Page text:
Brazil Taps Interpol in Hunt for Former Billionaire Batista

  • Police probing $100-million money laundering scheme from Rio
  • Operation signals Carwash corruption investigation spreading

Brazilian police and Interpol are on a manhunt for former billionaire Eike Batista on allegations he bribed Rio de Janeiro’s previous governor with millions of dollars in overseas bank deposits.

Brazil’s federal police said they are asking Interpol to carry out a preventative arrest warrant for Batista on alleged money laundering and corruption. Batista traveled to New York on Jan. 24 on an American Airlines commercial flight, prosecutors told reporters in Rio de Janeiro on Thursday. Batista is abroad on business and will turn himself over to authorities shortly, his lawyer Eike Fernando Teixeira said in an e-mailed statement.

Eike Batista

Photographer: Patrick Fallon/Bloomberg

Batista was once Brazil’s richest person with a fortune of more than $30 billion that he used to travel the world in private jets and helicopters. Of the $100 million being investigated in an offshore bank account, $78 million belonged to former Rio state governor Sergio Cabral and all but $15 million have already been recovered, police said. Batista allegedly laundered a $16.5 million bribe to Cabral through a mine purchase and stock transactions.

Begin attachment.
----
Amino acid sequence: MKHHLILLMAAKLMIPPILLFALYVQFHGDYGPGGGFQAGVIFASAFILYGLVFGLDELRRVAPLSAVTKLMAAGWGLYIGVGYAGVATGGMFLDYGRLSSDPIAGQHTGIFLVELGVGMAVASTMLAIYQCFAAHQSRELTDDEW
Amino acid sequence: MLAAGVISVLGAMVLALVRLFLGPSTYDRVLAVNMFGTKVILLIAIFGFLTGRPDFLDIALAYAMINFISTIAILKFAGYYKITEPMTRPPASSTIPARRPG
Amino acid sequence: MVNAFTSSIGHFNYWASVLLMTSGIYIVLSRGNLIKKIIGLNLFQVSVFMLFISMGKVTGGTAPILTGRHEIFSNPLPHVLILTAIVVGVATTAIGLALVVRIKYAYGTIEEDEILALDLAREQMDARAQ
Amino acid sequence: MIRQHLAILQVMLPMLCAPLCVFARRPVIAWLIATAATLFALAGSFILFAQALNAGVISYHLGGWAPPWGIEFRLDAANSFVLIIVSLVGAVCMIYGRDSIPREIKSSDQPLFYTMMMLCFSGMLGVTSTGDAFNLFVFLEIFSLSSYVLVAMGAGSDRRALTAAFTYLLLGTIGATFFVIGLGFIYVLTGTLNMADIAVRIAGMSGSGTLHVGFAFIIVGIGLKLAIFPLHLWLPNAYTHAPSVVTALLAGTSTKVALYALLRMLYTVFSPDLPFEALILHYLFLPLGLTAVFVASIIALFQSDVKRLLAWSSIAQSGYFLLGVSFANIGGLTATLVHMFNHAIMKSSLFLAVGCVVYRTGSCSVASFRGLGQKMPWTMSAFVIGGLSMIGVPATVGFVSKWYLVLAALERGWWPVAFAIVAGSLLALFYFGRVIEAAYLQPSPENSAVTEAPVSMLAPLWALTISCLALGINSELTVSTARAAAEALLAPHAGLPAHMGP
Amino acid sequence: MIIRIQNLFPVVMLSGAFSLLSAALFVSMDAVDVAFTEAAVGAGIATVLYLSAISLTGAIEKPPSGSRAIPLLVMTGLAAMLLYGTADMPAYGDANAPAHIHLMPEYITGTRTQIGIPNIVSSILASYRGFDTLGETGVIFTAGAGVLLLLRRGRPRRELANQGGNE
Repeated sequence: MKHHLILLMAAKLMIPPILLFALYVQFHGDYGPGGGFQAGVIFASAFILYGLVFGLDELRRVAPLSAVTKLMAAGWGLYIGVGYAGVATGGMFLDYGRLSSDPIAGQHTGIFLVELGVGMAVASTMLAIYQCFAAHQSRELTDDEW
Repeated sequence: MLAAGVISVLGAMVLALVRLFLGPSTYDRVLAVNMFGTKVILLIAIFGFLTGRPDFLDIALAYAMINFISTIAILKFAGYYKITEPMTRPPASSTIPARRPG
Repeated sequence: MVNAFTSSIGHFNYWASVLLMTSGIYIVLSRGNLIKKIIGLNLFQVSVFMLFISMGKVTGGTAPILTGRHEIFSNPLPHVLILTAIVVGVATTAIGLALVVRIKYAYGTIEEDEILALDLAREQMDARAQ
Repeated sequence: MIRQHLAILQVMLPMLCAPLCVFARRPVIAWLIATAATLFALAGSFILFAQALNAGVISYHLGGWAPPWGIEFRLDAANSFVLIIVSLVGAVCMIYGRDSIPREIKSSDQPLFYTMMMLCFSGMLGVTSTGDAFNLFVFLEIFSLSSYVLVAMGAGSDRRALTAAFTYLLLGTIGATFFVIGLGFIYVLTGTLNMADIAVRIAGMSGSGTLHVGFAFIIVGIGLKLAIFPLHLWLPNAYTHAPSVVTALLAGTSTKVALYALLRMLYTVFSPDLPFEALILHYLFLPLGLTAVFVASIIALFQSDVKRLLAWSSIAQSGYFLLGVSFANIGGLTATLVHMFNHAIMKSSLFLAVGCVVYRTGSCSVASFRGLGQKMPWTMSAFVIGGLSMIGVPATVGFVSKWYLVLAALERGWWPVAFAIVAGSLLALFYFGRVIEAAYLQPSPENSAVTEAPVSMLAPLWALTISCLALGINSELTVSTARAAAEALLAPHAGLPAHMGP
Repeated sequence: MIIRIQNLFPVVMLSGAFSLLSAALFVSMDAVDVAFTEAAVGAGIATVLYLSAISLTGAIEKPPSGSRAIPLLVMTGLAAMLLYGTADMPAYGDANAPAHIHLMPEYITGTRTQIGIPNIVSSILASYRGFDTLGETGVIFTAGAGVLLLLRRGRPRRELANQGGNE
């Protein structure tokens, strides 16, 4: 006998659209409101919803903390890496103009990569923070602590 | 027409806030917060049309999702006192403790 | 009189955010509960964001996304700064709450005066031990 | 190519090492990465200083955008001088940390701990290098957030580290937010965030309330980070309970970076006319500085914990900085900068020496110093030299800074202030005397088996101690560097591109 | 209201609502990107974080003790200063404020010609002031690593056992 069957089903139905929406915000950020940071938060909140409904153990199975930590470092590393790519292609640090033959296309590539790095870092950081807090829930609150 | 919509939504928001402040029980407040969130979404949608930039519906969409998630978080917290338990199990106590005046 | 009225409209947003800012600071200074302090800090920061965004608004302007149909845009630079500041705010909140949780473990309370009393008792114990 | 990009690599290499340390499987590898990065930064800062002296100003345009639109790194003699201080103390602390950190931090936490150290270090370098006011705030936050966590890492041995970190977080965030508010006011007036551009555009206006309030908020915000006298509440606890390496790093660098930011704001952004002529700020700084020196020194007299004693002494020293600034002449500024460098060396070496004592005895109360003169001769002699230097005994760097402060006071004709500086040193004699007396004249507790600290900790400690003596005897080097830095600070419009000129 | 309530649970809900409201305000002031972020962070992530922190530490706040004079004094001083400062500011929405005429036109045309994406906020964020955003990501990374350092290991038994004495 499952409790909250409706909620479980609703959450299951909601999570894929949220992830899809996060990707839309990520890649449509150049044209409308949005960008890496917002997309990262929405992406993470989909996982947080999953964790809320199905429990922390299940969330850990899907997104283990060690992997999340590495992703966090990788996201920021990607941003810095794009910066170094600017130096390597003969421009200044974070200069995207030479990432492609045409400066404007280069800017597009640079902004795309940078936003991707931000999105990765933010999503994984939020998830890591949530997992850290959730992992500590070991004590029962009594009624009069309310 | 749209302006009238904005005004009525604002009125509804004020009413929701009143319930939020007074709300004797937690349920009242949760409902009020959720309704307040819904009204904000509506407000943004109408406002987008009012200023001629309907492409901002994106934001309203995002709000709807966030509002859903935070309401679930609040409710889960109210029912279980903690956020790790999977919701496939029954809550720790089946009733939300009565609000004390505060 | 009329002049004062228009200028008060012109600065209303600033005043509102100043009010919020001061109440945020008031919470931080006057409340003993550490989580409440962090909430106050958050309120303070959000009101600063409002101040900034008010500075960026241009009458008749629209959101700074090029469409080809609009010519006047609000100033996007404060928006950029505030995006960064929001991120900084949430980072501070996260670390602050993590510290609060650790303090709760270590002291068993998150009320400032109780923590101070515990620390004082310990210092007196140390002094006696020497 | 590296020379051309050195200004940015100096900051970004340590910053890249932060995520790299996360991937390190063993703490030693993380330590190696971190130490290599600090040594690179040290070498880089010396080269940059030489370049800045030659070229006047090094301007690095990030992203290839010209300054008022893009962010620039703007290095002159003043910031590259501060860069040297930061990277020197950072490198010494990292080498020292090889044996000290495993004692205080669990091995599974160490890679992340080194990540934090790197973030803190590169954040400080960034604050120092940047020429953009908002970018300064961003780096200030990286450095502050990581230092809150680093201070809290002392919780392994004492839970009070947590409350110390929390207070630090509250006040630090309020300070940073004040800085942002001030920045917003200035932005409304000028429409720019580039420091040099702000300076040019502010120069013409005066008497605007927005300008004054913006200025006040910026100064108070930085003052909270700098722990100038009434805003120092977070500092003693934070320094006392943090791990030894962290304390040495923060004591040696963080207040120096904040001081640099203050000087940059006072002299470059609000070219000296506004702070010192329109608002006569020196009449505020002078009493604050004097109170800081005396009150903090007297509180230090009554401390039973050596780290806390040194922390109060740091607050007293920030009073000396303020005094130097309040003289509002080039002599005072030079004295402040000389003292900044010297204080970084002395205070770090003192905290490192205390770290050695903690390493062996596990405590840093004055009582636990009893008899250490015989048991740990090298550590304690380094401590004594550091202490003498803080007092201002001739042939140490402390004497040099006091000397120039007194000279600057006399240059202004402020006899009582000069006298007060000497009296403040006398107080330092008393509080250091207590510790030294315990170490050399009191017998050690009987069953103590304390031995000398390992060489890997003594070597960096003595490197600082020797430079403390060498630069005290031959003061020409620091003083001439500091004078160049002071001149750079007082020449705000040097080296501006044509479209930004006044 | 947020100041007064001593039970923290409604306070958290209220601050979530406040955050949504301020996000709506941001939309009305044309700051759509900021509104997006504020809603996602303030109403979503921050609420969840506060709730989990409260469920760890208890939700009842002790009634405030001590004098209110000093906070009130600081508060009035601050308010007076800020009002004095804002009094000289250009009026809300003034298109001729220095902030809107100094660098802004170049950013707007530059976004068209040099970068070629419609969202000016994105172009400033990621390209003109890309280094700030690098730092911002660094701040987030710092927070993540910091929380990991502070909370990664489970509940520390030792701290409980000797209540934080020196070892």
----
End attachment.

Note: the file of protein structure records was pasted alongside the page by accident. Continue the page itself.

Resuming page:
“We can’t categorically affirm there was intention to run away; that’s why we’re being careful with the word fugitive,” Tacio Muzzi, a police chief involved in the investigation, told reporters. “This should be decided today.”

Batista became entangled in the country’s largest corruption probe last year, and one of his former chief executive officers was temporarily arrested for allegedly paying bribes to win contracts with state-controlled oil producer Petroleo Brasileiro SA. The raid Thursday is part of an investigation that put Cabral in jail. It shows how the so-called Carwash probe, which started by investigating Petrobras and the country’s largest construction companies, has spread to include regional politicians and other business leaders.

A member of the Brazilian Democratic Movement Party, the same political group of President Michel Temer, Cabral was jailed in November along with members of a “criminal organization” whose actions resulted in losses of more than 220 million reais ($69 million) to state coffers, public prosecutors said at the time. It was the first time that the orders were issued jointly by two judges: Sergio Moro, who’s in charge of Carwash in Curitiba, and his counterpart Marcelo Bretas from Rio de Janeiro.

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